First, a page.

Matters of the Heart: Instrument Development and Education to Test Women's Knowledge of Female MI Symptoms Using Acronyms

Tuesday, 13 July 2010: 10:50 AM

Melanie Kalman, PhD, RN
College of Nursing, SUNY Upstate Medical University, Syracuse, NY
Pamela Fahs, DSN
Decker School of Nursing, Binghamton University, Binghamton, NY

Learning Objective 1: Identify the method of tool development that tests women’s knowledge of MI symptoms.

Learning Objective 2: Appraise an educational program on women’s knowledge of MI symptoms.

Purpose: Heart disease is the number one cause of death for women. Women with CHD exhibit more risk factors then men but are less likely to link these risk factors to future MIs. Women’s MI symptoms are different from men, yet they are less likely to recognize MI symptoms and to seek treatment. No instruments exist that test a general female population on women’s knowledge of MI symptoms and no educational program using acronyms. The purpose is to develop an educational program and an instrument testing a diverse group of women’s knowledge of MIs and heart disease.

Methods: In focus groups (n=20) subjects were asked to share perceptions of heart attacks and heart disease in women. The initial instrument was adapted from several other instruments using the focus group data.  An expert panel examined the instrument for content validity.  Fifty subjects were given a pretest, followed by an educational intervention using two acronyms, and a posttest to assess if knowledge increased. Some of the subjects (n=10) participated in individual interviews to examine how subjects felt the items on the test matched information presented in the program and their understanding of the items. The instrument was revised and made more concise based on quantitative and qualitative analysis.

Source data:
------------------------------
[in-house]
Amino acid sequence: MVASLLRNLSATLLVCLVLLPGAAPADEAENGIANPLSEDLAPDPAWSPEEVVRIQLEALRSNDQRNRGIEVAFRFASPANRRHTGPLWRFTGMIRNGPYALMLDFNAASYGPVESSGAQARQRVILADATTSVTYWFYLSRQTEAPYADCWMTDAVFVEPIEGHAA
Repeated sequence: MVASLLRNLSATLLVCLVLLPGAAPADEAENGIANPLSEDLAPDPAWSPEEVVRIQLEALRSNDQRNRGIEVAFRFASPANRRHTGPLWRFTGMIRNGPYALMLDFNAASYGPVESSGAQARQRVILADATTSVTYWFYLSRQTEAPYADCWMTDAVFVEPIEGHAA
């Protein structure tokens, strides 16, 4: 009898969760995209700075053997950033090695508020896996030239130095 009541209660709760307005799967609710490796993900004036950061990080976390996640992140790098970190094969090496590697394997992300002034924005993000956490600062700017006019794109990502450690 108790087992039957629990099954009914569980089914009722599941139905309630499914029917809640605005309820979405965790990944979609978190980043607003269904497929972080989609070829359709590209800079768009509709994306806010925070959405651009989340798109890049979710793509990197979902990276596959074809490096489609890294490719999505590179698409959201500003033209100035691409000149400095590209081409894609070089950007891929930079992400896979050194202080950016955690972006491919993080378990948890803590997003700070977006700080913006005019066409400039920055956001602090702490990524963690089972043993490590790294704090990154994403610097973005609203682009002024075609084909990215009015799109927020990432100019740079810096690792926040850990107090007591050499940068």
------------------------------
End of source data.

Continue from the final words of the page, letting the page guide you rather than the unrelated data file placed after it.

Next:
Results: Women's knowledge of female MI symptoms can be measured in a valid and reliable manner.

Conclusion:   It is important to increase cardiac knowledge for women so that they will modify risk behaviors and seek earlier treatment for cardiac issues. Education that is tested with a reliable and valid instrument is essential as the first step. Cardiovascular disease is the number one killer of women in the United States and educational interventions must be tested to see if they are efficacious in teaching women about MI symptoms so that they become more heart healthy.